In many countries such as the US, Germany and France, purpose-built blocks of rental homes are commonly found. In Britain they are a relatively new phenomenon, but are fast becoming a hot investment for property developers and city firms such as Legal & General, which are eager to tap into the rising trend for long-term renting. The sector is expanding throughout England, with 80,855 Build to Rent homes either completed or planned, according to recent official figures.
Quintain’s Wembley Park development, which will include 5,000 purpose-built rental homes, is the biggest build-to-rent project in the UK, worth £3bn. The 85-acre site is due to be completed in 2025-26, about 15,000 people are expected to be living and working on the site. Currently, more than 1,300 homes have already been built and a further 3,000 are under construction. The tallest tower will be 26 storeys, but not high enough to look into the stadium. Most of the planned 63 new buildings will have roof gardens, office buildings, a primary school, a theatre, health facilities and a park the size of four football pitches is planned.
The rent will include utility bills and ultra-fast broadband. Communal lounge areas adjacent to the entrance come with kitchenettes and Sky TV; there is a residents’ gym and screening room and a concierge is on hand 24 hours a day to deal with deliveries and emergencies.
Quintain however does admit that many tenants will be “paying a premium for the lifestyle,” but it says 32% of the planned homes at Wembley Park will be affordable. This is a higher proportion than seen at many other London developments, and just below the 35% target set by the city’s mayor, Sadiq Khan - down from his election promise of 50%.
The borough, Brent, is one of London’s poorest but nearly 40% of the affordable Wembley Park homes will be let at a discount (in comparison to market rents), with the maximum rent set at 65% to 80% of market value. A further 28% will be at an affordable rent and 33% are earmarked for shared ownership and discount sales.
Brent supports the mayor in seeking a minimum of 35% affordable housing on all new developments. It delivered 30% in the three years to 2015-16, above the 24% London average, according to a council spokeswoman. “We expect to see Quintain construct 3,000 new homes by the end of the year. This can only help to tackle the dire housing situation in London,” she said.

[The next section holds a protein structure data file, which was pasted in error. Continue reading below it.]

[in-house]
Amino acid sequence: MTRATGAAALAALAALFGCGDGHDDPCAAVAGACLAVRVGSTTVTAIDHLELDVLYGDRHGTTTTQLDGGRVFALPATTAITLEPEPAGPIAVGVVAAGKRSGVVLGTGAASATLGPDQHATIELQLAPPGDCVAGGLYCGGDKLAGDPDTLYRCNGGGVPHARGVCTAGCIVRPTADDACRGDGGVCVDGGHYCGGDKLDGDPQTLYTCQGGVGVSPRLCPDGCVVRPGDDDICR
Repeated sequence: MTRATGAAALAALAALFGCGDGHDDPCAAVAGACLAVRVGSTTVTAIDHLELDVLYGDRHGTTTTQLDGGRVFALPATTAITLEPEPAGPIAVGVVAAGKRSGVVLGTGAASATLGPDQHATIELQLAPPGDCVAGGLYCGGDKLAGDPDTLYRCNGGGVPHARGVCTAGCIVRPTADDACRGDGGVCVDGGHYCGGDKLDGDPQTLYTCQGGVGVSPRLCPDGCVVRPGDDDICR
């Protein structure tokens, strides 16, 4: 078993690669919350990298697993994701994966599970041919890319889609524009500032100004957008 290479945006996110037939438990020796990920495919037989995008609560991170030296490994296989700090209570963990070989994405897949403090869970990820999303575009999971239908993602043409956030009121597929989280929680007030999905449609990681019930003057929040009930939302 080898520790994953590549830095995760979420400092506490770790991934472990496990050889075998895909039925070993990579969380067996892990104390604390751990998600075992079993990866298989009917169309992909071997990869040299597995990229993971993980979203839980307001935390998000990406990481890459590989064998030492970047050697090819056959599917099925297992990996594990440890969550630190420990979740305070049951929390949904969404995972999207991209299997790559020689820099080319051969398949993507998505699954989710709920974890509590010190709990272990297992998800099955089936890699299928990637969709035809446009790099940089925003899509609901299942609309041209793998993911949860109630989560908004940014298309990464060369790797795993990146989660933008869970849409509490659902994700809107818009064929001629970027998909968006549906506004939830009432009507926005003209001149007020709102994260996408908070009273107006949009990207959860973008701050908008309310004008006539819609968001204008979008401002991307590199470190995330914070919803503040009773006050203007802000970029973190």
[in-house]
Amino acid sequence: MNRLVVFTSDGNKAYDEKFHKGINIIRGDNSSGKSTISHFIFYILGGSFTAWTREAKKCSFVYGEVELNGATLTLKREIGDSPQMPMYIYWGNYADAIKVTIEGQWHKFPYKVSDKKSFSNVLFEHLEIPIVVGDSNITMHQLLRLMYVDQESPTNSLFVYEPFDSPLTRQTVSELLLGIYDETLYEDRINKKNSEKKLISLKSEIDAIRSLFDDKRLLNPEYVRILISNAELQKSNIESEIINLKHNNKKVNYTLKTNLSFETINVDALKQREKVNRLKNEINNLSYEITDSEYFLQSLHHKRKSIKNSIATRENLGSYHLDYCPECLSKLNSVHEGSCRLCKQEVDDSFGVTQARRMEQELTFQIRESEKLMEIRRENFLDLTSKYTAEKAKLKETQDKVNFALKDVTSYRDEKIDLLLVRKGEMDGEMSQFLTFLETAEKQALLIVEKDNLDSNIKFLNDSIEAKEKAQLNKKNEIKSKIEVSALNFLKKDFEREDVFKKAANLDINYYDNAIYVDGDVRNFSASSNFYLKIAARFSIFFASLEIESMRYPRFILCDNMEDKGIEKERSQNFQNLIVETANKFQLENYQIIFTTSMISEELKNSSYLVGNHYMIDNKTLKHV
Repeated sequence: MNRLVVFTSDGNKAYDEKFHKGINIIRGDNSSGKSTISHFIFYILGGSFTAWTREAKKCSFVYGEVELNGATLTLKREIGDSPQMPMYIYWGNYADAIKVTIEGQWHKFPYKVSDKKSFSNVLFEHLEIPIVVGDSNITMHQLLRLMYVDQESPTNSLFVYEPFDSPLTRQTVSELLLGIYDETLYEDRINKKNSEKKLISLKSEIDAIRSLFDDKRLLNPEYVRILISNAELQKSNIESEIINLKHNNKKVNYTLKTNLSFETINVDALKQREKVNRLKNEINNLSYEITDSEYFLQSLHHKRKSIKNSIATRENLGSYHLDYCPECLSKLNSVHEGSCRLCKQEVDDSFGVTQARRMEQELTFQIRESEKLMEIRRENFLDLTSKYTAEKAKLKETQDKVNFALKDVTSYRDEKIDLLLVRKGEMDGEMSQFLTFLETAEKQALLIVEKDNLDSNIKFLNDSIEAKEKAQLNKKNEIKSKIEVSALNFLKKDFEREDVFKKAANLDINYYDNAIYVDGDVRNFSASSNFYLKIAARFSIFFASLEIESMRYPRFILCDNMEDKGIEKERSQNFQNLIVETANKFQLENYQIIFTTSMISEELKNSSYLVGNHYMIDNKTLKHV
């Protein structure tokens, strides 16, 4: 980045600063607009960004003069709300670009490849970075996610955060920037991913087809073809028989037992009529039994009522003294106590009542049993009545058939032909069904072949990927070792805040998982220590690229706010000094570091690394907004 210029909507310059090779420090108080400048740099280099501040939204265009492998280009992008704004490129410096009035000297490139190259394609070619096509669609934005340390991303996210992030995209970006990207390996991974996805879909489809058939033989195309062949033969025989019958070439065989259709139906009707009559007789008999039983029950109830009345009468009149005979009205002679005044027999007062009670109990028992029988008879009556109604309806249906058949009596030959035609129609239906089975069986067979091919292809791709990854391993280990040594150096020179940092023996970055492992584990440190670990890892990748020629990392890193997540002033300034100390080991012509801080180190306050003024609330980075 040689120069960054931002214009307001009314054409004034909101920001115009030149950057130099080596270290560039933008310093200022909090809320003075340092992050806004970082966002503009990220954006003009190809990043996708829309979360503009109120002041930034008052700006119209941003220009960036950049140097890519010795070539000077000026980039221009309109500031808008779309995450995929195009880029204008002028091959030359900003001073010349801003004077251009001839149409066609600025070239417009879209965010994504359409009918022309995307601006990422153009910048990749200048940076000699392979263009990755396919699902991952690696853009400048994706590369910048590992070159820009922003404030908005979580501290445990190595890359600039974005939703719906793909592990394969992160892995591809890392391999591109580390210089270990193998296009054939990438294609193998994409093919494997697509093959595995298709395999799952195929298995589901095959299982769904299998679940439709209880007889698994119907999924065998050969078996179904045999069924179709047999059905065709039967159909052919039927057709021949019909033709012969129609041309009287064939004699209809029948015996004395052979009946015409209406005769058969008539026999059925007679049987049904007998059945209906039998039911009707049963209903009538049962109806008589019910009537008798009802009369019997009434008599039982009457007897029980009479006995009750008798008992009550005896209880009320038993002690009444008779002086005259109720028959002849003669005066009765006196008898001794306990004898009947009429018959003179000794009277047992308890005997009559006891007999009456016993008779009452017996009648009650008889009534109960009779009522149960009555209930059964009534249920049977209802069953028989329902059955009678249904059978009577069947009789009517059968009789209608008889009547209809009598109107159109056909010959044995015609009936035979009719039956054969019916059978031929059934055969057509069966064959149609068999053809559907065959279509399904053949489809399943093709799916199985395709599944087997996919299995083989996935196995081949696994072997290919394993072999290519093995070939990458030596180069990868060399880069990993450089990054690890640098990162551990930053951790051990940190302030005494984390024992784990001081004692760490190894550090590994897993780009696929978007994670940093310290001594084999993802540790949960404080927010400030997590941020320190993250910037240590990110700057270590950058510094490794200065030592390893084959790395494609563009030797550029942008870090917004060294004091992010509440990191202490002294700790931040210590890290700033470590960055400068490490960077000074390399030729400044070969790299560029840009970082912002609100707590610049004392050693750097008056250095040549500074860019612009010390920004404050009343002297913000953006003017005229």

The government will be holding a referendum on UK membership of the European Union on 23rd June 2016. The effect that this will have on real estate in the UK and the rest of the EU is very much conjecture. However, it is highly unlikely that the outcome of the EU referendum would cause the UK housing market to freeze as a whole. In the first quarter of 2016, any uncertainty regarding the EU referendum has been off-set by pressure from those looking to beat the stamp duty deadline in April related to the 3% stamp duty surcharge on second homes and buy to let properties. The impact is proving to be more intense in the second quarter of 2016 as we approach judgment day. Remaining in the EU will likely result in a stabilisation of the market and we will see the usual influx of wealthy international students in August/September, along with an increase in international corporate tenants. If we leave, on the other hand, we are likely to see a significant period of market destabilisation whilst new international trade agreements are negotiated, with a time frame for tying up such new agreements being up to two years. Further long-lasting uncertainty in the in the UK economy is unlikely to be offset even by the possibility that of the pound becoming weaker and London investment therefore more appealing to overseas buyers.
Regardless the outcome, once the uncertainty clears there will continue to be a market, although possibly more focused on required, as opposed to non-necessary, demand caused by such factors as divorce and the need to up- or downsize.